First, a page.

Sunday, February 11, 2018

Shades of the Third Reich

The shocking story of Israel's disappeared babies | Israel News | Al Jazeera

The first consequence is likely to be mounting pressure on the government to open the state's adoption files so that the true extent of the disappearances can be gauged and families reunited.

But Hanegbi's otherwise evasive comments will do little to end suspicions that officials are still actively trying to avoid confronting the most contentious questions: Why were the infants taken from their families? Did hospitals and welfare organisations traffic children in Israel's early years? And were state bodies complicit in the mass abductions?

When asked by Israeli TV programme Meet the Press whether government officials were involved, Hanegbi would say only: "We may never know." Read More

Wednesday, January 10, 2018

Brexit: 89% of Britons want dual citizenship after leaving EU, finds survey

89 per cent of UK citizens would like to have a second citizenship and many of them are prepared to spend a considerable amount for the privilege, according to a new survey.

Some 58 per cent admitted Brexit has been the motivating factor in their decision. According to the "Citizenship Survey", conducted by CS Global Partners, three in four participants believed a second passport would give them the ability to travel and explore the world with greater ease.

The second most popular reason was the belief that a second non-UK citizenship would mean "increased freedom and human rights" - with nearly three in five citing this as their concern. One in six people wanted a second passport for business and career opportunities.

CS Global Partners - a law firm specialising in citizenship and residence solutions - spoke to 500 people between the ages of 18 and 50 years old within the last month. Read More

Tuesday, January 9, 2018

Pope Francis Shares a Devastating Photo for His New Year Message

As part of his New Year’s address, Pope Francis shared the most important image you’ll see all day.

Pope Francis has printed a card calling for peace and empathy in this New Year as a bleak warning of what the face of global conflict looks like. Featuring one of the most devastating photos to come out of World War II, the card simply reads in Italian “il frutto della guerra,” which translates into English to “the fruit of war.” Read More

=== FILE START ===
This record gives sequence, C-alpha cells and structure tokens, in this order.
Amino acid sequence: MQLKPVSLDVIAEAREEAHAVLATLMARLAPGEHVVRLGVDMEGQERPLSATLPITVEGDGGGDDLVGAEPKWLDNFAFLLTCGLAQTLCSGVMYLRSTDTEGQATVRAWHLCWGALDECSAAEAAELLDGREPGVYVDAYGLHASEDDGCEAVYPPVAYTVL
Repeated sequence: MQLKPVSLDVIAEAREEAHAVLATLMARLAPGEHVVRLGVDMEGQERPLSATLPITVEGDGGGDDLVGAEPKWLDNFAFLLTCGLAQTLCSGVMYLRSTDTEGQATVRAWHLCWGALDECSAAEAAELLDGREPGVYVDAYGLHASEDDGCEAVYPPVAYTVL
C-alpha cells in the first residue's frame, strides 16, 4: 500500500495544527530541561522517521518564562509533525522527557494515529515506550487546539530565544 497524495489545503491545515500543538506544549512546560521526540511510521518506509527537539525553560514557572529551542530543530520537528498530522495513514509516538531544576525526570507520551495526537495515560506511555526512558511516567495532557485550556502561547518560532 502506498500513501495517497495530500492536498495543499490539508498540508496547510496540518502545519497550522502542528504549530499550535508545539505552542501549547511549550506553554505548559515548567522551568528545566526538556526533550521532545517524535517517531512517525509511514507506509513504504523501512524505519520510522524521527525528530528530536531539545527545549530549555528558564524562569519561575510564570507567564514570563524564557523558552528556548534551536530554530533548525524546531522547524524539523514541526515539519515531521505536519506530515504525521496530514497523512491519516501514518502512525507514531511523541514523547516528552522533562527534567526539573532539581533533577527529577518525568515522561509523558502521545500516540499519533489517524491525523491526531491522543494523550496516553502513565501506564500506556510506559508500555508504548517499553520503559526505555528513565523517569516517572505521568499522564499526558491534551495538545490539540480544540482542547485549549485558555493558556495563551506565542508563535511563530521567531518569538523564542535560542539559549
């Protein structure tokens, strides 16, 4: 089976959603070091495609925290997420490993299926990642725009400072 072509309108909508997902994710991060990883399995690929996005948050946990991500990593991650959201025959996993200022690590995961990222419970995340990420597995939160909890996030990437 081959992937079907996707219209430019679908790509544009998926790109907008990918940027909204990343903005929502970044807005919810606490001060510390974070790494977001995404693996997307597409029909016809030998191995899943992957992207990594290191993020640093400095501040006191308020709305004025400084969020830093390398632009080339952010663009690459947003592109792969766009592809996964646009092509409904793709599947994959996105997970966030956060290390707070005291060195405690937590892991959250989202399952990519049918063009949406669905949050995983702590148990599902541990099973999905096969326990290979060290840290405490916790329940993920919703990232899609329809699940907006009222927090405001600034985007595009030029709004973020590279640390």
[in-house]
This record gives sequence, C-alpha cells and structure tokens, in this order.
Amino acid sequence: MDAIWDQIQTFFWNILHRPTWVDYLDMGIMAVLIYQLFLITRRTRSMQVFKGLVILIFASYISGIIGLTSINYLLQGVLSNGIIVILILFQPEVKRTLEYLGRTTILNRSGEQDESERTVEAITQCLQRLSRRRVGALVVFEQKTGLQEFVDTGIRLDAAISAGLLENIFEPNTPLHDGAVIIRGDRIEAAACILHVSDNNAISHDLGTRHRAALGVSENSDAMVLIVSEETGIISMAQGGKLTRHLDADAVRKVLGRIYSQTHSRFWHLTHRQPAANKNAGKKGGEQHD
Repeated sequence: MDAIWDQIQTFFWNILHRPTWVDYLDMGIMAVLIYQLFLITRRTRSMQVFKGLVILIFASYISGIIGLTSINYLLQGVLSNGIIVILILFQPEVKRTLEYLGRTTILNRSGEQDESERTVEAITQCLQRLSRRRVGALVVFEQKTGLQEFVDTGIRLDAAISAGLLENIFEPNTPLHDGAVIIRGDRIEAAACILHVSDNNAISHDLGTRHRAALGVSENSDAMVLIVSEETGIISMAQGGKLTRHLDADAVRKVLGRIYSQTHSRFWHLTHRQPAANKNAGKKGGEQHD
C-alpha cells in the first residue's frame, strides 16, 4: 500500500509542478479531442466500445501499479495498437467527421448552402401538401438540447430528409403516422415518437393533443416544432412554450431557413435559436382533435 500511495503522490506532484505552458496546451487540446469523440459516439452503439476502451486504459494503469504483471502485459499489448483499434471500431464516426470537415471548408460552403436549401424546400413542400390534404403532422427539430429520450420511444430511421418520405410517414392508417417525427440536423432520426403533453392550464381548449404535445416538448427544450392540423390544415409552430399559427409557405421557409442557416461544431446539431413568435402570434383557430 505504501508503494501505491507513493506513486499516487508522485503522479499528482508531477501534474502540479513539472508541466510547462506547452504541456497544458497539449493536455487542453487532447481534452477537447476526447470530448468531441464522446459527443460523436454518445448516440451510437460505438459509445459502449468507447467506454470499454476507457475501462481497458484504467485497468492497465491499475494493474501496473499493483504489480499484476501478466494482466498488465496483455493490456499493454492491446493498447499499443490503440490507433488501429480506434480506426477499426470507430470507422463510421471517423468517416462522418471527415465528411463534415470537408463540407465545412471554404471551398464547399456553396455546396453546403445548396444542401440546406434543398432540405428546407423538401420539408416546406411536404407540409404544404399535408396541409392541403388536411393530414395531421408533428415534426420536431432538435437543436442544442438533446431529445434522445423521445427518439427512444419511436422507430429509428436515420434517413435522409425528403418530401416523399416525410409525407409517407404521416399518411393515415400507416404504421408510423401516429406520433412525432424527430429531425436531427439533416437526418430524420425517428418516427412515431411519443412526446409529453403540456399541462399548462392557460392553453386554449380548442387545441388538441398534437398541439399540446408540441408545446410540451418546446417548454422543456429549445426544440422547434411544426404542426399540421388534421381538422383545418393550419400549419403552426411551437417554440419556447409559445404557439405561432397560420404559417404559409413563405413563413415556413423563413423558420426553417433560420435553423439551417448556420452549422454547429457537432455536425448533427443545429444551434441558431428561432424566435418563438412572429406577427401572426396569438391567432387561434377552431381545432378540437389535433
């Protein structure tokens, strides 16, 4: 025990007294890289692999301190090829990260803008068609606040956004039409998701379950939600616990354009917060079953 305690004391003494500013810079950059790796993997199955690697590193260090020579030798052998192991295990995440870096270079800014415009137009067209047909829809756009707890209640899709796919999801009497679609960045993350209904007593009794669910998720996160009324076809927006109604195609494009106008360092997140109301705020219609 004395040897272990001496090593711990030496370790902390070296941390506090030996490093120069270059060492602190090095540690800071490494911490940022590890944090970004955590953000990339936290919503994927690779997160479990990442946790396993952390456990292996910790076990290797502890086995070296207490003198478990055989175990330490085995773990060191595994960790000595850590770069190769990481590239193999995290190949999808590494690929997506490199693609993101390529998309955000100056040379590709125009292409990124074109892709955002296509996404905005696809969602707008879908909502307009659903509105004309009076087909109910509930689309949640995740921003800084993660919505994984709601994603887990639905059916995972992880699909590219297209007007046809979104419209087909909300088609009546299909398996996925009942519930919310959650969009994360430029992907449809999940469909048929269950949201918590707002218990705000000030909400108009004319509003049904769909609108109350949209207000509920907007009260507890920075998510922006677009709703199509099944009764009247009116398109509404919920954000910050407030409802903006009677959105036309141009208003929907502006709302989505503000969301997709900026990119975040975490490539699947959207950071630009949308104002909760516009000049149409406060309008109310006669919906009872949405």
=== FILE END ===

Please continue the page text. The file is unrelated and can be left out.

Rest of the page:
Wednesday, January 3, 2018

The Voices of justice need to be heard

Ahed Tamimi: The voice of justice needs to be heard.

A slap is a physical act not meant to wound, maim nor kill. It is rather, an act born of frustration, of indignation and a stinging rebuke for unwanted action.

Ahed Tamimi is a 16-year-old Palestinian girl who lives in the Palestinian village of Nabi Saleh where villagers have resisted the Israeli occupation.

The Israeli occupying army functions as the military defenders of Jewish settlers in the nearby Jewish settlements of Halamish. This is a settler village whose residents steal the Nabi Saleh villagers’ water, and illegally confiscate their farm land to expand the settlement. httjps://

Sunday, December 10, 2017

How will US Jerusalem move affect Israel's far right? By Jonathan Cook

'Tipping point'

"We may remember this date as the tipping point, as the moment when a new consensus emerged in Israel behind the idea of total Jewish supremacy," journalist David Sheen, an expert on Israel's far-right movements, told Al Jazeera.

Similar concerns were expressed by Yousef Jabareen, a Palestinian member of Israel's parliament.

"We can expect to see a move rightwards across Israeli society," he told Al Jazeera. "The centre-left parties were already tacking much closer to the right. They will now want to align themselves with Trump's position. Meanwhile, the right will be encouraged to move to the extreme right."

Both noted that Avi Gabbay - the recently elected leader of the Zionist Union, the official opposition and the party that was once the backbone of the Israeli peace camp - had begun espousing positions little different from those of right-wing Israeli Prime Minister Benjamin Netanyahu. More

Thursday, December 7, 2017

Why does Canada spy on its own indigenous communities?

6 December 2017 - Indigenous nations have emerged as vocal defenders of land and water, but state surveillance of these groups is disproportionate, and speaks of the broad criminalisation of Indigenous peoples.

“Researchers and journalists have begun to reveal the extent to which Indigenous activists and organisations in Canada are subject to surveillance by police, military, national security intelligence agencies and other government bodies. While security agencies have long looked beyond ‘traditional’ national security threats and set their sights on activists – even in the absence of evidence linking these individuals or organisations to any violent criminal activity – this reality is increasingly the subject of media and public scrutiny. As Jeffrey Monaghan and Kevin Walby have written, the language of “aboriginal and multi-issue extremists” in security discourse blurs the line between threats to national security, matters of ordinary law enforcement, and lawful, democratic advocacy.